If you are new to process improvement or new to the CMM concept, we suggest that you read Chapter 1, "Introduction," and the case study in Chapter 7 first. Chapter 1 will give you an overview of process improvement and explain what CMMI is all about. Chapter 7 will help you to see how CMMI can be used by an organization. When you read Chapter 7 the first time, don't be concerned about understanding all the terminology or details. Just read it to get an overall feel for what's going on in the case study. Then, go back and read Chapters 1 through 7. When you read Chapter 7 again, after reading the balance of Part One, you will understand the details much better.
Next, skim Part Two to get a feel for the scope of the best practices contained in CMMI. Pay closest attention to the statement of purpose at the beginning of each chapter.
In Part Three, look through the references in Appendix A and select additional sources you think would be beneficial to read before moving forward with using CMMI. Read through the acronyms and glossary to become familiar with the "language" of CMMI. Then, go back and read the details of Part Two.
If you are new to CMMI but have experience with other process-improvement models, such as the Software CMM or the Systems Engineering CM (i.e., EIA 731), you will immediately recognize many similarities.
We recommend that you read Part One to understand how CMMI is different from other process-improvement models, but you may want to read some of the sections more quickly than others. Read Part Two with an eye open for best practices you recognize from the models you have already tried. Identifying familiar material will help you get a feel for what is new and what has been carried over from the model you already know.
Next, review the glossary to understand how some terminology may differ from that used in the process-improvement model you know. Many concepts will be repeated, but they may be called something different.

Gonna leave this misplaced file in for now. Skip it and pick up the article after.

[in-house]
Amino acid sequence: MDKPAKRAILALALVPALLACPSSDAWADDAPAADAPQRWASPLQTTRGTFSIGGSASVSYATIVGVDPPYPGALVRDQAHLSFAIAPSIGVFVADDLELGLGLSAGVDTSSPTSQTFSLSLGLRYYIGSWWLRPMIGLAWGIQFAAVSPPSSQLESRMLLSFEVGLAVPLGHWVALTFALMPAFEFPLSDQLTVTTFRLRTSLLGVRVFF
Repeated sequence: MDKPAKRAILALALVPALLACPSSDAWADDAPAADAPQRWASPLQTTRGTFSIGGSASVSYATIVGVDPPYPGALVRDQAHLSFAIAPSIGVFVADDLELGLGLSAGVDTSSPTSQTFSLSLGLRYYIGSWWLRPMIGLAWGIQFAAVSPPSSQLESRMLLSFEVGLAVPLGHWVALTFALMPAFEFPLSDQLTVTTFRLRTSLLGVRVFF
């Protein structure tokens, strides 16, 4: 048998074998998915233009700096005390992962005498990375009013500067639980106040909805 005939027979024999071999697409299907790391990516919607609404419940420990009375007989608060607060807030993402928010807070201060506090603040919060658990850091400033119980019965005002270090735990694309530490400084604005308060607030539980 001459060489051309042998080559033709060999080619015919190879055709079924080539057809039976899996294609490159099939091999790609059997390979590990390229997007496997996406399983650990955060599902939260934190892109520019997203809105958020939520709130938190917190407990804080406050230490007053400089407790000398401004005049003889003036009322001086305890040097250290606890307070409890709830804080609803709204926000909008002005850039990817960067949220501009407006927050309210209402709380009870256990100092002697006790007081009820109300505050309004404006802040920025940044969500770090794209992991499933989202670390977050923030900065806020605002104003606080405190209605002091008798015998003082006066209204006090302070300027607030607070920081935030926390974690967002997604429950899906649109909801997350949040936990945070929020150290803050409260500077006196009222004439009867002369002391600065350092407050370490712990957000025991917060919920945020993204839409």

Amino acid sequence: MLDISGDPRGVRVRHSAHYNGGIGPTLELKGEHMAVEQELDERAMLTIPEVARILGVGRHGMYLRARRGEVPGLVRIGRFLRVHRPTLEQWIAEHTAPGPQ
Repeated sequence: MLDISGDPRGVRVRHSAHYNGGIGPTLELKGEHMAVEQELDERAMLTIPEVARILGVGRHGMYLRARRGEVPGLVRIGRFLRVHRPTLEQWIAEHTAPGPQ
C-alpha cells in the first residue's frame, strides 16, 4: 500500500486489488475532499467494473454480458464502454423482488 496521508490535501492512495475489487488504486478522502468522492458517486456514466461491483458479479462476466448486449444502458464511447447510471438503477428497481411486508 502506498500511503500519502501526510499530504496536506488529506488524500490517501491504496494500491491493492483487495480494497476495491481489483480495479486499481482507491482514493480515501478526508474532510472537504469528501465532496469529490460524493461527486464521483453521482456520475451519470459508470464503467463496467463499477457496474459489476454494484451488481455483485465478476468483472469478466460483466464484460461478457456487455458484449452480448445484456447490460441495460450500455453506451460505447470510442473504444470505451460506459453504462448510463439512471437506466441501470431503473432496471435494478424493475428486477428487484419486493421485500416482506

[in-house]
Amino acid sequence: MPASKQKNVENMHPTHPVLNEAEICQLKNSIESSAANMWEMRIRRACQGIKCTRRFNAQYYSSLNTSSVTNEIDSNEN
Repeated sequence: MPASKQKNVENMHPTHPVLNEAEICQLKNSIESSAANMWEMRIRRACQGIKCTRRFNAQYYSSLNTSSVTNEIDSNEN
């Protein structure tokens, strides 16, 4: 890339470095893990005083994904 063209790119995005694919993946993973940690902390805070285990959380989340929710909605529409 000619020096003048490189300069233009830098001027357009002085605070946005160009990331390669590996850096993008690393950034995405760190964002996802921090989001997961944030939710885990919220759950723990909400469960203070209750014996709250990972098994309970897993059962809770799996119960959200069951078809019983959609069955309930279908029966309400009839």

If you have reviewed or used one of the CMMI models available on the SEI Web site, you will quickly recognize the CMMI concepts discussed and the best practices presented. The differences between this book and the SEI-released models are mainly found in Part One, "About CMMI."
Although the continuous and staged representations of the models' best practices are presented together in Part Two, no changes were made that affect the meaning or applicability of these best practices. In Part One, we added information about the benefits of process improvement and historical information about process-improvement models for readers new to process improvement or to the CMM, concept. We explained the vast similarities of the two representations reflected in the models and included detailed discussions of both capability levels and maturity levels and their importance in CMMI. See the typographical conventions' description and figures in Chapter 2 to understand how the two representations have been formatted for Part Two.
We also expanded the discussion of generic model components into a chapter you will find more informative than what is found in the SEI-released models. A new chapter containing a case study of CMMI was added to describe the real-life experience of an organization preparing to adopt CMMI.
In Part Three, "Appendices," we combined all terms and their definitions into the glossary, so that you can find definitions more quickly and easily. Terms are no longer addressed in a separate chapter in Part One.
As you read Part One, we recommend that you pay closest attention to Chapter 3, "Process Institutionalization," and Chapter 7, "CMMI Case Study: United Space Alliance, LLC." Review the format used in Part IITwo. This format helps you differentiate between the two representations.
You can find additional information from various other sources about CMMI, such as the background and history of the CMMI models, as well as the benefits of using CMMI models. Many of these sources are documented on the CMMI Web site, http://www.sei.cmu.edu/cmmi/.
Suggestions for improving CMMI are welcomed by the SEI. For information on how to provide feedback, see the CMMI Web site at http://www.sei.cmu.edu/cmmi/models/change-requests.html. If you have questions about CMMI, send an email to firstname.lastname@example.org.